I wasn’t so much afraid to ask these questions, but didn’t have a lot of Native Americans sitting around to ask. And more to the point, there are a lot of different groups of Indians to ask. Anton Treuer does a fine job addressing a lot of questions I had – and I think many people will have – without oversimplifying.

Most of the answers are, “it depends.” The traditions, preferences, and history of the groups of Natives on the East Coast, The Dakotas, and the West are widely different which informs every answer. That alone is worth the experience of reading it.

Treuer writes clearly and plainly. There are no weasel words here, but a clear description of the state of the world.

Recommended.

Review: Talk To Me

Sunday, December 5th, 2021

I picked up Talk To Me hoping to see what I love about T. Coraghessan Boyle’s writing and I got exactly what I was hoping for. He is a very talented and popular author whose work I really enjoy.

Boyle is a consummate plotter and writes beautifully and expressively. He has a keen sense of humor and a penchant for quirky topics. All of that delights me, but it’s not what fascinates me.

What fascinates me is that he writes with more empathy than almost any author I’ve read. Specifically, he regularly takes a character from the modern zeitgeist who seems heinous and writes about them in a way that makes the reader understand how they could commit the horrible acts that brought them to the public eye. He has a skill for making you understand them without supporting them. It’s a powerful superpower.

In Talk To Me he brings it to bear on a range of characters from chimpanzee language researchers like the folks who claim to have taught a gorilla to communicate with humans using sign language and the sorts of folks in Tiger King. There is all sorts of behavior going on that would be hard to swallow in a headline, but seems natural in Boyle’s hands. It’s also compelling, thought provoking and has a unique vibe.

Strongly Recommended.

Review: You Feel It Just Below The Ribs

Monday, November 29th, 2021

You Feel It Just Below The Ribs is a novel set in the Within The Wires world. As I mentioned in my Anthropecene Reviewed review, I tend to prefer podcasts when I have the choice, but I was so impressed by their pre-released excerpt that I ordered the novel. Jeffrey Cranor and Janina Matthewson claim that you don’t need to know anything about the podcast to enjoy the book, and I think that’s probably true. That said, I recommend Within The Wires wholeheartedly; also there’s a lot of Feel It that seems targeted at existing fans. You’ll understand it either way, but how much you enjoy it will depend on how much you like world-building.

While there is a lot of continuity service and world-building in Feel It, there’s plenty of style and substance independent of it. The world is an alternate history of the 20th Century, which lets the authors riff on the nature of human relations, families, and the societies they build. I think they’re very insightful about the world and use the medium effectively in entertaining and provoking thought in the same work.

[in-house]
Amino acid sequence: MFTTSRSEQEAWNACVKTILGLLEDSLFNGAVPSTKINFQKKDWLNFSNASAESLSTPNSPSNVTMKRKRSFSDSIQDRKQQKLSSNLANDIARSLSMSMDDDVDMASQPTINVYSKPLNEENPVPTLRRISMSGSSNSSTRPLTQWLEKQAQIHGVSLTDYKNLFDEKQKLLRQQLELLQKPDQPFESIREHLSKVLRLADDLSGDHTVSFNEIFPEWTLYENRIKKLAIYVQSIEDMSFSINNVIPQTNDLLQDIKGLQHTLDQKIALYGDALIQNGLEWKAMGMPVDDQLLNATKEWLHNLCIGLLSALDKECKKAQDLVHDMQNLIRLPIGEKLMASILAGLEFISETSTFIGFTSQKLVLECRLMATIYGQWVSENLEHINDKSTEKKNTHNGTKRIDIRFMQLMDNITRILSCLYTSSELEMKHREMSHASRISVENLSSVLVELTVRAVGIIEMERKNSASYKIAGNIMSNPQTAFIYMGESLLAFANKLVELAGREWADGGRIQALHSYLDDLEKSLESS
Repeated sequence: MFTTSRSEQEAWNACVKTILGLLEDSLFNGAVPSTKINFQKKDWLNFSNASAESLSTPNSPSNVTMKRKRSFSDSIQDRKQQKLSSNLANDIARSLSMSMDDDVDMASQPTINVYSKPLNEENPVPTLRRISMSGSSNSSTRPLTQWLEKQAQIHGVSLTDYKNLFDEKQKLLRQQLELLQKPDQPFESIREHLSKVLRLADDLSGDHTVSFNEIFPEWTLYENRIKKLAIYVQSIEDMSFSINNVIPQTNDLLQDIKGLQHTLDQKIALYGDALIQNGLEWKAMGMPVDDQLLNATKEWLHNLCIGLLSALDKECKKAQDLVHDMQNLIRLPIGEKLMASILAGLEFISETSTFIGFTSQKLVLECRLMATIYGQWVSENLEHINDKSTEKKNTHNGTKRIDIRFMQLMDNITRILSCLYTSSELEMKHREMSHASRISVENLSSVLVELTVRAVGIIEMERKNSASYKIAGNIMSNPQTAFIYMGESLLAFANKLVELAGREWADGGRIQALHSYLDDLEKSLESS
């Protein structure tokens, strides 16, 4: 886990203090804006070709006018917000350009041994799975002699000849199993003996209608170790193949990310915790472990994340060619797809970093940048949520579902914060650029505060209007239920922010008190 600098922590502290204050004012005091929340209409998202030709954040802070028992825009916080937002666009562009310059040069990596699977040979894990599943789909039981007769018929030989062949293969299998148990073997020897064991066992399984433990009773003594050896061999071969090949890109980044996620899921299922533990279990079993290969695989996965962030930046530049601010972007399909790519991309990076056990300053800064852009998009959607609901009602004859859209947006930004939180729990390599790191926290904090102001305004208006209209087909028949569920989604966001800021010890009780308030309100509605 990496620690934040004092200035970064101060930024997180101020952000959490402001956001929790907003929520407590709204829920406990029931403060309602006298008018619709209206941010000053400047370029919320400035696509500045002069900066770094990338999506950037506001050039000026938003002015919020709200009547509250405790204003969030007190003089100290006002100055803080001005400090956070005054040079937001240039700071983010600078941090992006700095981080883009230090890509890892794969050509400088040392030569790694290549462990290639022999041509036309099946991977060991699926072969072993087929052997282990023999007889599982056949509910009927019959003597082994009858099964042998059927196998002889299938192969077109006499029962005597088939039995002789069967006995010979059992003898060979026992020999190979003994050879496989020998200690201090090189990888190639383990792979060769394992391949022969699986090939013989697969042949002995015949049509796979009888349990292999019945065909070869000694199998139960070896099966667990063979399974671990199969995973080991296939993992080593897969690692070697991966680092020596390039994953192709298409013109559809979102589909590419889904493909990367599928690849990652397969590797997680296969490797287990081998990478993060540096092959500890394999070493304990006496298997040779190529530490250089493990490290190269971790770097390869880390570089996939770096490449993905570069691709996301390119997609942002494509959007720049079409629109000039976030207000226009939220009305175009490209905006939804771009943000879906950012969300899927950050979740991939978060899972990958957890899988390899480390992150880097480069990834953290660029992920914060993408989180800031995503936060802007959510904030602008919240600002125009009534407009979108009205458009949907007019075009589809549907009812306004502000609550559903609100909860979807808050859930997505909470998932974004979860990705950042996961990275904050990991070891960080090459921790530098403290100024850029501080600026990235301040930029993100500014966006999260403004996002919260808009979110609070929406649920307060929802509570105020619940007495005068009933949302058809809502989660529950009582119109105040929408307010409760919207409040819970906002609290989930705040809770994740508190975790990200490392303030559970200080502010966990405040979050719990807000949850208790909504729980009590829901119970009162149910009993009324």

The balance concerns between entertainment and provocation is possible because they write very effectively. One of the features that drew me into Within The Wires was their ability to creep up on an emotional bombshell while keeping me oblivious to what’s coming and then to drop that bomb in a short, casual phrase. This comes through it Feel It.

The other salient point is that all the Within The Wires stories are framed as found audio and they indulge their writing ability to give each season its own texture. They continue this strategy here, constructing a found autobiography annotated by the academic publisher. That publisher has its own agenda, and the reader is never fully trusting of the text.

Strongly Recommended.

Review: The Anthropcene Reviewed

Sunday, November 28th, 2021

I fell in love with John Green’s Anthropecene Reviewed as a podcast. The podcast is a compelling combination of detailed exploration of seemingly incidental societal artifacts and revealing brave personal essay. This is obviously not for everyone. I loved the writing, research, and perspective he brings to these topics along with the boldness of revealing himself. I like his writing style and delivery as well.

The book is a pretty close transcription of these essays. The advantage is that if podcasts aren’t for you, you can still get to his writing. I personally prefer hearing him read, but you may enjoy reading these in the bathroom.

Either is Strongly Recommended.

Review: Unsettled

Saturday, November 27th, 2021

One of my friends who is on the more conservative side of my bubble recommended this critique of Climate Science and coverage. Steven Koonin is a physicist and researcher who is well respected in his field. He does have experience as a first-class researcher and scientist as well as experience In politics. He was employed as an Undersecretary for Science in the Department of Energy under President Obama. He worked for BP as a their chief scientist for renewable energy. In short, he’s familiar with the field and qualified as a scientist. He also has identifiable biases.

Given all that, I think the factual questions he raise point to places where the various studies seem reasonable to question. I’m not a climate scientist and not terribly familiar with the studies, so I can’t address the correctness of his factual claims. Nothing he claims is unbelievable to me. I think that models can be sensitive to small perturbations of initial assumptions and that the interpretation does depend on the bias of the interpreters. Scientists have points of view, even when they try to be as objective as possible. Considering that is interpreting any research is important, especially research that is as charged as Climate Science is.

I think these kind of questions represent a healthy tussle about facts. That said, I think that no matter how extreme one finds the bias of climate reporting, there are plenty of problems that are frequently framed as climate problems that I care about regardless. For example, even if renewable energy is completely neutral to the climate, I support adoption and subsidies for plenty of other reasons. I don’t see Koonin’s concerns as significantly changing my policy positions.

If you are curious about critiques of Climate Science and reporting, it’s a well written set of concerns from a prominent scientist. There’s a back and forth about the content, of course. I found it interesting and worth my time, even if I didn’t fundamentally change my worldview.